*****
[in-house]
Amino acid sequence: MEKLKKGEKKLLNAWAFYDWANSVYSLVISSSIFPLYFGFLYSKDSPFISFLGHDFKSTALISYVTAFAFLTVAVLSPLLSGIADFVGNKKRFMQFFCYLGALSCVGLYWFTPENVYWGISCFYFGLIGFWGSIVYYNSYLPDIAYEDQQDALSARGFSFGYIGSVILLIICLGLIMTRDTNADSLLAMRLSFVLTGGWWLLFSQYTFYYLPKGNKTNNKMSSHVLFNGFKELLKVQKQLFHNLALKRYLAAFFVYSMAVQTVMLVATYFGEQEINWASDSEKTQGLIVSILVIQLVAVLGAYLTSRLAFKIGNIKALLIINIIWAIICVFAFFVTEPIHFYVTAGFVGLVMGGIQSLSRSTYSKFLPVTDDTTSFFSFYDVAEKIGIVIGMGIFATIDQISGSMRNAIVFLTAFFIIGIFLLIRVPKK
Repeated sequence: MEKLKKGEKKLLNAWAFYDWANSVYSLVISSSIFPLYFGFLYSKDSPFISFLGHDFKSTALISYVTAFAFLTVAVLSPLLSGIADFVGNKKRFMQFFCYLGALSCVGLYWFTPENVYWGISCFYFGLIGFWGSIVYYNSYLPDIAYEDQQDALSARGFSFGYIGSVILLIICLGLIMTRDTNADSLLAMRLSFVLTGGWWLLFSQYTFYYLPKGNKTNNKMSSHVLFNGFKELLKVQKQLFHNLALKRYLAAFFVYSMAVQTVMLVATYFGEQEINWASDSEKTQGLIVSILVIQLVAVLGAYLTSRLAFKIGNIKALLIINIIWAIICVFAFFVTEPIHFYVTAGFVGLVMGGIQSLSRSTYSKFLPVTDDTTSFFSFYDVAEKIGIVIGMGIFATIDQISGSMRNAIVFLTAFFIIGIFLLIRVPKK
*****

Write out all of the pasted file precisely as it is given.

[in-house]
Amino acid sequence: MEKLKKGEKKLLNAWAFYDWANSVYSLVISSSIFPLYFGFLYSKDSPFISFLGHDFKSTALISYVTAFAFLTVAVLSPLLSGIADFVGNKKRFMQFFCYLGALSCVGLYWFTPENVYWGISCFYFGLIGFWGSIVYYNSYLPDIAYEDQQDALSARGFSFGYIGSVILLIICLGLIMTRDTNADSLLAMRLSFVLTGGWWLLFSQYTFYYLPKGNKTNNKMSSHVLFNGFKELLKVQKQLFHNLALKRYLAAFFVYSMAVQTVMLVATYFGEQEINWASDSEKTQGLIVSILVIQLVAVLGAYLTSRLAFKIGNIKALLIINIIWAIICVFAFFVTEPIHFYVTAGFVGLVMGGIQSLSRSTYSKFLPVTDDTTSFFSFYDVAEKIGIVIGMGIFATIDQISGSMRNAIVFLTAFFIIGIFLLIRVPKK
Repeated sequence: MEKLKKGEKKLLNAWAFYDWANSVYSLVISSSIFPLYFGFLYSKDSPFISFLGHDFKSTALISYVTAFAFLTVAVLSPLLSGIADFVGNKKRFMQFFCYLGALSCVGLYWFTPENVYWGISCFYFGLIGFWGSIVYYNSYLPDIAYEDQQDALSARGFSFGYIGSVILLIICLGLIMTRDTNADSLLAMRLSFVLTGGWWLLFSQYTFYYLPKGNKTNNKMSSHVLFNGFKELLKVQKQLFHNLALKRYLAAFFVYSMAVQTVMLVATYFGEQEINWASDSEKTQGLIVSILVIQLVAVLGAYLTSRLAFKIGNIKALLIINIIWAIICVFAFFVTEPIHFYVTAGFVGLVMGGIQSLSRSTYSKFLPVTDDTTSFFSFYDVAEKIGIVIGMGIFATIDQISGSMRNAIVFLTAFFIIGIFLLIRVPKK